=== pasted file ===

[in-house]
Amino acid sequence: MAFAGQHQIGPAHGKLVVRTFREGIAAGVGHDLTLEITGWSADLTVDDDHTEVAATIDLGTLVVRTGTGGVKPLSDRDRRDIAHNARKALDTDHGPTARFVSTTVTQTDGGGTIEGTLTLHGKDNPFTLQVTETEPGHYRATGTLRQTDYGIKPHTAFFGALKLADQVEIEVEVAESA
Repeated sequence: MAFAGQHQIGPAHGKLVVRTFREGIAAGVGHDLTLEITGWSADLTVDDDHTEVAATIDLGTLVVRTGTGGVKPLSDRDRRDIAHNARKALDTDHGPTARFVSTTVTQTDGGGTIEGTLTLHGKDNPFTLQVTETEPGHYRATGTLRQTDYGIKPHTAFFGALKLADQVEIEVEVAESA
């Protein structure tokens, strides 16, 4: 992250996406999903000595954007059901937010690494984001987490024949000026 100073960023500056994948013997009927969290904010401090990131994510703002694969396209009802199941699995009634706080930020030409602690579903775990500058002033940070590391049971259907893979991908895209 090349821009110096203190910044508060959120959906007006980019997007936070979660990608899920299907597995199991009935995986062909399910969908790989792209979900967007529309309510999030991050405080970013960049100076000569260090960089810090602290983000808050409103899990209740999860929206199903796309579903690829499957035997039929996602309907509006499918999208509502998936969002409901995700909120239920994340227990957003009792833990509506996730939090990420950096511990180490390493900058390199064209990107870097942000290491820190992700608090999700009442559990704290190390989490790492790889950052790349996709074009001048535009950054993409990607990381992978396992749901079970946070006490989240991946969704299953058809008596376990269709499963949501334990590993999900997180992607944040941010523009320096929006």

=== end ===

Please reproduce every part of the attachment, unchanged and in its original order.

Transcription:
[in-house]
Amino acid sequence: MAFAGQHQIGPAHGKLVVRTFREGIAAGVGHDLTLEITGWSADLTVDDDHTEVAATIDLGTLVVRTGTGGVKPLSDRDRRDIAHNARKALDTDHGPTARFVSTTVTQTDGGGTIEGTLTLHGKDNPFTLQVTETEPGHYRATGTLRQTDYGIKPHTAFFGALKLADQVEIEVEVAESA
Repeated sequence: MAFAGQHQIGPAHGKLVVRTFREGIAAGVGHDLTLEITGWSADLTVDDDHTEVAATIDLGTLVVRTGTGGVKPLSDRDRRDIAHNARKALDTDHGPTARFVSTTVTQTDGGGTIEGTLTLHGKDNPFTLQVTETEPGHYRATGTLRQTDYGIKPHTAFFGALKLADQVEIEVEVAESA
């Protein structure tokens, strides 16, 4: 992250996406999903000595954007059901937010690494984001987490024949000026 100073960023500056994948013997009927969290904010401090990131994510703002694969396209009802199941699995009634706080930020030409602690579903775990500058002033940070590391049971259907893979991908895209 090349821009110096203190910044508060959120959906007006980019997007936070979660990608899920299907597995199991009935995986062909399910969908790989792209979900967007529309309510999030991050405080970013960049100076000569260090960089810090602290983000808050409103899990209740999860929206199903796309579903690829499957035997039929996602309907509006499918999208509502998936969002409901995700909120239920994340227990957003009792833990509506996730939090990420950096511990180490390493900058390199064209990107870097942000290491820190992700608090999700009442559990704290190390989490790492790889950052790349996709074009001048535009950054993409990607990381992978396992749901079970946070006490989240991946969704299953058809008596376990269709499963949501334990590993999900997180992607944040941010523009320096929006």